Thursday, October 9, 2008

Summer Was Way Toooo Short...

and with that I can report that we had our first snowfall today. Thankfully it didn't stay!

I have been so busy with work that I haven't had much time to put away all our gardening items (let alone blog ha ha). Luckily Husband is more on the ball and has gotten the hoses and most of the flower baskets etc put away.

Friday, July 11, 2008

How to Reduce Your Trash to One Small Bag a Week

I'm so proud of my family, we have managed to reduce and recycle our way down to ONE SMALL BAG of garbage a WEEK!

Our family of four did it and so can you! Here is the way how:


There are bins around the City and at the Landfill to recycle newspaper, cardboard, misc paper, milk jugs and tin cans. Keep a separate bin in your garage or carport to collect these items and bring them for recycling weekly.

Bring your drink bottles and cans for recycling - you have already paid a deposit on them, so you can collect the money back plus you are keeping good recyclables out of the landfill.

Many of the bottle depots around town also collect glass jars (clean, no lids, can keep labels on), milk and juice cartons. BBK Depot is also accepting old television and computers.

London Drugs will accept all plastics (1-7) and styrafoam. Make sure the items are clean and are without lids. If you have a lot they ask that you separate them by number.

For a list of specific places that accept recycling visit

Give your unneeded stuff to thrift shops or give them to away on Freecycle


Compost your grass cuttings and kitchen waste (no meat, bones or milk products) to make great soil for your garden. Don't have a garden? Give it to someone who does - they will appreciate it!

Not sure how to start composting? There is lots of information if you just google 'compost'

Large yard cleanups (grass, tree branches, etc) can be brought to the landfill for composting. This compost is later sold to the public.


Take time to think about purchasing that new item - is it really needed?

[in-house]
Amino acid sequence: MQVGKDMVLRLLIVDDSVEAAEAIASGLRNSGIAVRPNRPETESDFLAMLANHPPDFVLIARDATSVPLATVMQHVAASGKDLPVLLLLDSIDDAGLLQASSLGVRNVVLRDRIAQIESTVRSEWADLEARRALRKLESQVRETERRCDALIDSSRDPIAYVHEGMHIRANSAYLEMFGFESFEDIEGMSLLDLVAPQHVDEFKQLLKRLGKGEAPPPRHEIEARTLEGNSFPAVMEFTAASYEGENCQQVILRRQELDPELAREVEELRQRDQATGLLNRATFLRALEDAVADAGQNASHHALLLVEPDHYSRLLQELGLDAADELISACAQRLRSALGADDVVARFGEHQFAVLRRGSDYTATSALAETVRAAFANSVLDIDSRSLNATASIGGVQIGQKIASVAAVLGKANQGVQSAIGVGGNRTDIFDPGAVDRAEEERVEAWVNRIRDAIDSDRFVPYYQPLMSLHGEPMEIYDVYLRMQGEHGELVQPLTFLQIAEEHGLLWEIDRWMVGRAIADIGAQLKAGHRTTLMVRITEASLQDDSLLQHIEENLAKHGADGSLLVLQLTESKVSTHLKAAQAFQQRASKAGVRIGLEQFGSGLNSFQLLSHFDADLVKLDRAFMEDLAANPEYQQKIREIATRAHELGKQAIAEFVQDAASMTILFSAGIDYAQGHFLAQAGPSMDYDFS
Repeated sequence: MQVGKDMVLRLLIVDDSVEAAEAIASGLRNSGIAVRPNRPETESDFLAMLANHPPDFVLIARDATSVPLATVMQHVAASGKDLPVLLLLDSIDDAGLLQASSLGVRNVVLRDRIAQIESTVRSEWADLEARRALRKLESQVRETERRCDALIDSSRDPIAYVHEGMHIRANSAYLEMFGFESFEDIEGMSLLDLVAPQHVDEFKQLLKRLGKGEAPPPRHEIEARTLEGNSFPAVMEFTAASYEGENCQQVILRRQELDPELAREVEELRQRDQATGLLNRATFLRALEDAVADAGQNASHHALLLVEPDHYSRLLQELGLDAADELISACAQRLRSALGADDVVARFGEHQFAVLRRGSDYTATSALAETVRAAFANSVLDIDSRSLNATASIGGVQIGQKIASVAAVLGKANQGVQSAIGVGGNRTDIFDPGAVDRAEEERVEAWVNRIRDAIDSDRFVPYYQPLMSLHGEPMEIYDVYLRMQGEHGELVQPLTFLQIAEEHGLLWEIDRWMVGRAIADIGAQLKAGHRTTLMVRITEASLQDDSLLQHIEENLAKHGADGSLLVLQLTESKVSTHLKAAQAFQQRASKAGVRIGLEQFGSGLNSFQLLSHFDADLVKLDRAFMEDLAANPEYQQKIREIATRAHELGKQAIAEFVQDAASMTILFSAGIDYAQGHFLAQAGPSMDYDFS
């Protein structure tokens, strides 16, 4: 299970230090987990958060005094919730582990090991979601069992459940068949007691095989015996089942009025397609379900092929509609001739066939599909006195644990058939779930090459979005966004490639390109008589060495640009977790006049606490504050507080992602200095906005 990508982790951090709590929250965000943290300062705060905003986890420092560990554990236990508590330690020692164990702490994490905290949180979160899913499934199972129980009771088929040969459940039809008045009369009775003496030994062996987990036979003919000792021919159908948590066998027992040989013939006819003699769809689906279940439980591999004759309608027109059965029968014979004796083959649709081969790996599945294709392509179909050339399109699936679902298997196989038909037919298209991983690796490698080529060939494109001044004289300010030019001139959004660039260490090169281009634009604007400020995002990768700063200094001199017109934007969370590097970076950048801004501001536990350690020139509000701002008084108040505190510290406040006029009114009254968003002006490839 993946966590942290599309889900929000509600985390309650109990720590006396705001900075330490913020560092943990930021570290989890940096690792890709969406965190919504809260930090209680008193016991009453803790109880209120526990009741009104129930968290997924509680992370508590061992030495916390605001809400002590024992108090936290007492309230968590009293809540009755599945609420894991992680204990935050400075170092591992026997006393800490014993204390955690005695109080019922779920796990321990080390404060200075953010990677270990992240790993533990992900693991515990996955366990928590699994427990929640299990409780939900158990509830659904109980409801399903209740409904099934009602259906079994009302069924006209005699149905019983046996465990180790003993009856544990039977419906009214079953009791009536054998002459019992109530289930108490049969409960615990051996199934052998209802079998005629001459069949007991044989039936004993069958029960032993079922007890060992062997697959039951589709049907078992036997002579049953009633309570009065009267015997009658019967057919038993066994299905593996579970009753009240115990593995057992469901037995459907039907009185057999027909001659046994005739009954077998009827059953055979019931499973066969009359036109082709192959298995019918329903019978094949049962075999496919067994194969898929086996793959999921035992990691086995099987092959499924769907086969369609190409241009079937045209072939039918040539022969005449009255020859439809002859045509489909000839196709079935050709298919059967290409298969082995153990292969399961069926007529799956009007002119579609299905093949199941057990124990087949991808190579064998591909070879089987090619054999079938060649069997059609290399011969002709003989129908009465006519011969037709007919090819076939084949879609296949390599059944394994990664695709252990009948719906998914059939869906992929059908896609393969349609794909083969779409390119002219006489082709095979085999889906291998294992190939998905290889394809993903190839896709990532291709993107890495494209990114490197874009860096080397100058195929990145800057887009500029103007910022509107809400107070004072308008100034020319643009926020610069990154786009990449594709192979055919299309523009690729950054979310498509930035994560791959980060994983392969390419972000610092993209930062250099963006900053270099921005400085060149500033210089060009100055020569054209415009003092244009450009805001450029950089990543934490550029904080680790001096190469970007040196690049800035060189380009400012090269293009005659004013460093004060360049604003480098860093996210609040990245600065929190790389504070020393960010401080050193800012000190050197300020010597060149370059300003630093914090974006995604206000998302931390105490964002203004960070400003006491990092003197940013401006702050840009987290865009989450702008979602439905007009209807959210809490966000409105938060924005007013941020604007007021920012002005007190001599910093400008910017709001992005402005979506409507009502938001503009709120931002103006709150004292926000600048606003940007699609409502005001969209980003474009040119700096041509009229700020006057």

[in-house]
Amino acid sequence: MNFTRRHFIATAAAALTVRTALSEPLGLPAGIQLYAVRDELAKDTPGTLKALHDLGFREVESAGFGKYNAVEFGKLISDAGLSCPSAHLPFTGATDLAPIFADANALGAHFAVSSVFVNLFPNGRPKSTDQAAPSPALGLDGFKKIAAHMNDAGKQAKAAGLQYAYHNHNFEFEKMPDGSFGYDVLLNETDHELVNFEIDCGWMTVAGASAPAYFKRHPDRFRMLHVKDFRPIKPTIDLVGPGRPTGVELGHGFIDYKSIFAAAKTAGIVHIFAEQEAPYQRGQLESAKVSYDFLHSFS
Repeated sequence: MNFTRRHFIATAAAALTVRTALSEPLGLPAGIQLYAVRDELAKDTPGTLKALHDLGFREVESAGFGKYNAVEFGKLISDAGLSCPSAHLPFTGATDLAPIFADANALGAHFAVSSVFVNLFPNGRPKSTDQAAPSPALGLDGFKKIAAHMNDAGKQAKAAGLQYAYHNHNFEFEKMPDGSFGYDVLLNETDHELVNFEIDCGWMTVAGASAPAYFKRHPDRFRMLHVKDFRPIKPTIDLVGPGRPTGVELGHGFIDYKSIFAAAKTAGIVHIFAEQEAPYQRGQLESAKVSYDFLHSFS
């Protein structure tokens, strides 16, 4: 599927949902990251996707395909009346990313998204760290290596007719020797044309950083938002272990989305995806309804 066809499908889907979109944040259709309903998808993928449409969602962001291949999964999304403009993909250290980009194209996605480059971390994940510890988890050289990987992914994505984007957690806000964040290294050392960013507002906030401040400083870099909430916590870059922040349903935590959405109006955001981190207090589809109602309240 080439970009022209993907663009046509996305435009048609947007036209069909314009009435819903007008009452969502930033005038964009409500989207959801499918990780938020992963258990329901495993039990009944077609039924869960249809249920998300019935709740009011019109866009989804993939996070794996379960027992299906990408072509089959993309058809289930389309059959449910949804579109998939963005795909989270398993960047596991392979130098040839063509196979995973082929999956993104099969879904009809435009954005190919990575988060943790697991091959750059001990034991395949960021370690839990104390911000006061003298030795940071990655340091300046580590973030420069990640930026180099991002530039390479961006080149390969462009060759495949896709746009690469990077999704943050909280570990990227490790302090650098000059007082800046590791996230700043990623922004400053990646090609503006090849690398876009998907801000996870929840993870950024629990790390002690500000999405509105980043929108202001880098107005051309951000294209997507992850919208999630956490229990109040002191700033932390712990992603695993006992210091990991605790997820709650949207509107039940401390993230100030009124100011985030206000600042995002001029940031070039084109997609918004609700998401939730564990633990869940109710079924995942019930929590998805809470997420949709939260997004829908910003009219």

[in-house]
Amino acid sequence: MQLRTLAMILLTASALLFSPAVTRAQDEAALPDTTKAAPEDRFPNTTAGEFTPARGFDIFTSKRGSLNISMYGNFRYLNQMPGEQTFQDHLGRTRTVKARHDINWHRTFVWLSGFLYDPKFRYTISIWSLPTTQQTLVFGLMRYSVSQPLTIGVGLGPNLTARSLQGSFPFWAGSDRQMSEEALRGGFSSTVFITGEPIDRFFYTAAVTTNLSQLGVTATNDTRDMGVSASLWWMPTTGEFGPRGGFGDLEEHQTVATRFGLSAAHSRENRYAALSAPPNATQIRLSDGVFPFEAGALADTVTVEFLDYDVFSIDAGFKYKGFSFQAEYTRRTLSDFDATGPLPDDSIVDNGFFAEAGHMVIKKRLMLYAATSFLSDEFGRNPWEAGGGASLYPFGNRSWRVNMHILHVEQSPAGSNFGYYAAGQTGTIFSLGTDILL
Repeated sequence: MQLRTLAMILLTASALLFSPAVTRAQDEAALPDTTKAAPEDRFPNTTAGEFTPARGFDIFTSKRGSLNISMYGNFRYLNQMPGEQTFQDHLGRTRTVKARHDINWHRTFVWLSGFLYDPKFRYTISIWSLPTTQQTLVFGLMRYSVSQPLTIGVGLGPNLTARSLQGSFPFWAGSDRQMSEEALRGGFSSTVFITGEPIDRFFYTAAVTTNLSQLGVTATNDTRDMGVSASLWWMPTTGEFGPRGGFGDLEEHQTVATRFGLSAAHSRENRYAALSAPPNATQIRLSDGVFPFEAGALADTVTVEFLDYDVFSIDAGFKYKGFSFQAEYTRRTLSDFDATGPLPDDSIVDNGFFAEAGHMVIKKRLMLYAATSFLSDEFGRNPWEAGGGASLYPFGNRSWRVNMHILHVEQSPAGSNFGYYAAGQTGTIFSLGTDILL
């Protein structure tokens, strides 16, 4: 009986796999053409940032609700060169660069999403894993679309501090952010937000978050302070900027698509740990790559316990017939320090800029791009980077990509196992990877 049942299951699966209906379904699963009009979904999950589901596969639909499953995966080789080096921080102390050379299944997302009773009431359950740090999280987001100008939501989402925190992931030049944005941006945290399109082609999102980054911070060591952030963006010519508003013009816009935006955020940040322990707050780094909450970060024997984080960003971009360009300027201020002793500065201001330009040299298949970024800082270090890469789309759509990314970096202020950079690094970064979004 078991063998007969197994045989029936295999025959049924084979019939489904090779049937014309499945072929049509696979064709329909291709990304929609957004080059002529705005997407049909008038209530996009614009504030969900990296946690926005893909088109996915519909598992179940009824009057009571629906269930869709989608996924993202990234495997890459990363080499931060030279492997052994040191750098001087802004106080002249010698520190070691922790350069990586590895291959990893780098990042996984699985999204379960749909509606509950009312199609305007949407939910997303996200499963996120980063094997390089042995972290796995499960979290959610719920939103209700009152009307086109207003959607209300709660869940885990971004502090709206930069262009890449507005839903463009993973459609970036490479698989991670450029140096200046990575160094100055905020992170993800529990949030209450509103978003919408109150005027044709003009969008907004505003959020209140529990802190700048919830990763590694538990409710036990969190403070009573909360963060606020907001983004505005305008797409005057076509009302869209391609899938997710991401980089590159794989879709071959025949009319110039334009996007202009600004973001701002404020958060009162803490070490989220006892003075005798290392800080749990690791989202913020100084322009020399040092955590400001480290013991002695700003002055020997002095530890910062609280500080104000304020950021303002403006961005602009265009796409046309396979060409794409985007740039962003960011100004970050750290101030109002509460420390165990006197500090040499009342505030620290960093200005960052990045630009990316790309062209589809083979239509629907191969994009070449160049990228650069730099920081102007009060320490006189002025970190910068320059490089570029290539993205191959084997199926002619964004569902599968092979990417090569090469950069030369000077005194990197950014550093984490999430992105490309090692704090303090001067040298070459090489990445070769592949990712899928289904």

Don't purchase items that have excess packaging
Do more home cooking and baking
If you need that Timmie's or Starbuck's coffee, bring along your own mug
Bring your own shopping bags to the store
If you eat take out - do your really need the wrapped sandwich placed in an additional bag?
Stop using paper towels - use rags that can be washed and used over again
Stop using kleenex - use hankerchiefs that can be washed and used over again

I'm sure that there are many other ways to reduce your impact on the earth. These are the things my family did and within six months it has become habit. We are a normal family and used to use the City's medium sized garbage container. It was usually full most weeks waiting for pick up.

With only one small bag a week, we feel better, have reduced our consumption, and are feeling much more environmentally friendly.

Thursday, July 10, 2008

What to do with that Extra Rhubarb...

make barbecue sauce! This is my first Back 2Basics Harvest Keeper challenge project.

My mother-in-law gave us a lot of rhubarb (far more than I can use) and so it didn't go to waste I found the recipe below.

Victorian Barbecue Sauce

8 cups chopped rhubarb
3 1/2 cups lightly packed brown sugar
1 1/2 cups chopped raisins
1/2 cup chopped onion
1/2 cup white vinegar
1 tsp ground allspice
1 tsp ground cinnamon
1 tsp ground ginger
1 tsp salt

  • Prepare canner, jars and lids